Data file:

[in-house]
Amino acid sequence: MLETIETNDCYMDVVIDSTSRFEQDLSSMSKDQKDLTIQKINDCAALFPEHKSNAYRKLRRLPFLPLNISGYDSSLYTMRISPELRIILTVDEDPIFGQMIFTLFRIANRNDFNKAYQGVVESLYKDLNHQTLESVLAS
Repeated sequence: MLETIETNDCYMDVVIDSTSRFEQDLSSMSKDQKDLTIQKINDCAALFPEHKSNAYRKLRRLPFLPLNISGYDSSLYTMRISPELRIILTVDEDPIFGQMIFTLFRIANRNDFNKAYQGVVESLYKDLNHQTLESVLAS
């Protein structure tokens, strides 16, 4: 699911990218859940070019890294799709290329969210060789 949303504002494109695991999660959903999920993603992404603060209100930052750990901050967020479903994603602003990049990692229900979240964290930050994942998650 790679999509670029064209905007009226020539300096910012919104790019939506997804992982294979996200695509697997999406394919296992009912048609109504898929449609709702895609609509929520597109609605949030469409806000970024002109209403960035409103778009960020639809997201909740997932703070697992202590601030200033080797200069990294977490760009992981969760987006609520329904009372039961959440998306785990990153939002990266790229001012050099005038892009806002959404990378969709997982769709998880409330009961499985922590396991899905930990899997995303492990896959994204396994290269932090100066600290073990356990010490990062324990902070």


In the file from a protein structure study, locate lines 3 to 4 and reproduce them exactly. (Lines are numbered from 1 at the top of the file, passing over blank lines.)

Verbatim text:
Repeated sequence: MLETIETNDCYMDVVIDSTSRFEQDLSSMSKDQKDLTIQKINDCAALFPEHKSNAYRKLRRLPFLPLNISGYDSSLYTMRISPELRIILTVDEDPIFGQMIFTLFRIANRNDFNKAYQGVVESLYKDLNHQTLESVLAS
């Protein structure tokens, strides 16, 4: 699911990218859940070019890294799709290329969210060789 949303504002494109695991999660959903999920993603992404603060209100930052750990901050967020479903994603602003990049990692229900979240964290930050994942998650 790679999509670029064209905007009226020539300096910012919104790019939506997804992982294979996200695509697997999406394919296992009912048609109504898929449609709702895609609509929520597109609605949030469409806000970024002109209403960035409103778009960020639809997201909740997932703070697992202590601030200033080797200069990294977490760009992981969760987006609520329904009372039961959440998306785990990153939002990266790229001012050099005038892009806002959404990378969709997982769709998880409330009961499985922590396991899905930990899997995303492990896959994204396994290269932090100066600290073990356990010490990062324990902070």